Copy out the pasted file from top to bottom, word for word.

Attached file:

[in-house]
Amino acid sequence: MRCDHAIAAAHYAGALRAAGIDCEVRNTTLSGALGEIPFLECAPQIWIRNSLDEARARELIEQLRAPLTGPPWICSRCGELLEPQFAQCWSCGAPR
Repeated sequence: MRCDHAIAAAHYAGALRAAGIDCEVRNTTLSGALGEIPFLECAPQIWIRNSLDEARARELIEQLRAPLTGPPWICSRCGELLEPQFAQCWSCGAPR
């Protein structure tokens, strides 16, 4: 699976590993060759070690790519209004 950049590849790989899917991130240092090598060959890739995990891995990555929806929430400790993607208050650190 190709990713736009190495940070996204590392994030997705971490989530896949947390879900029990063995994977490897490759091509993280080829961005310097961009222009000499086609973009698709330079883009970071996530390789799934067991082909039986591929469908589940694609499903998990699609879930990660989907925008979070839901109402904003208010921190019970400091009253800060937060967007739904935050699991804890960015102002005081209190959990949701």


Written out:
[in-house]
Amino acid sequence: MRCDHAIAAAHYAGALRAAGIDCEVRNTTLSGALGEIPFLECAPQIWIRNSLDEARARELIEQLRAPLTGPPWICSRCGELLEPQFAQCWSCGAPR
Repeated sequence: MRCDHAIAAAHYAGALRAAGIDCEVRNTTLSGALGEIPFLECAPQIWIRNSLDEARARELIEQLRAPLTGPPWICSRCGELLEPQFAQCWSCGAPR
């Protein structure tokens, strides 16, 4: 699976590993060759070690790519209004 950049590849790989899917991130240092090598060959890739995990891995990555929806929430400790993607208050650190 190709990713736009190495940070996204590392994030997705971490989530896949947390879900029990063995994977490897490759091509993280080829961005310097961009222009000499086609973009698709330079883009970071996530390789799934067991082909039986591929469908589940694609499903998990699609879930990660989907925008979070839901109402904003208010921190019970400091009253800060937060967007739904935050699991804890960015102002005081209190959990949701």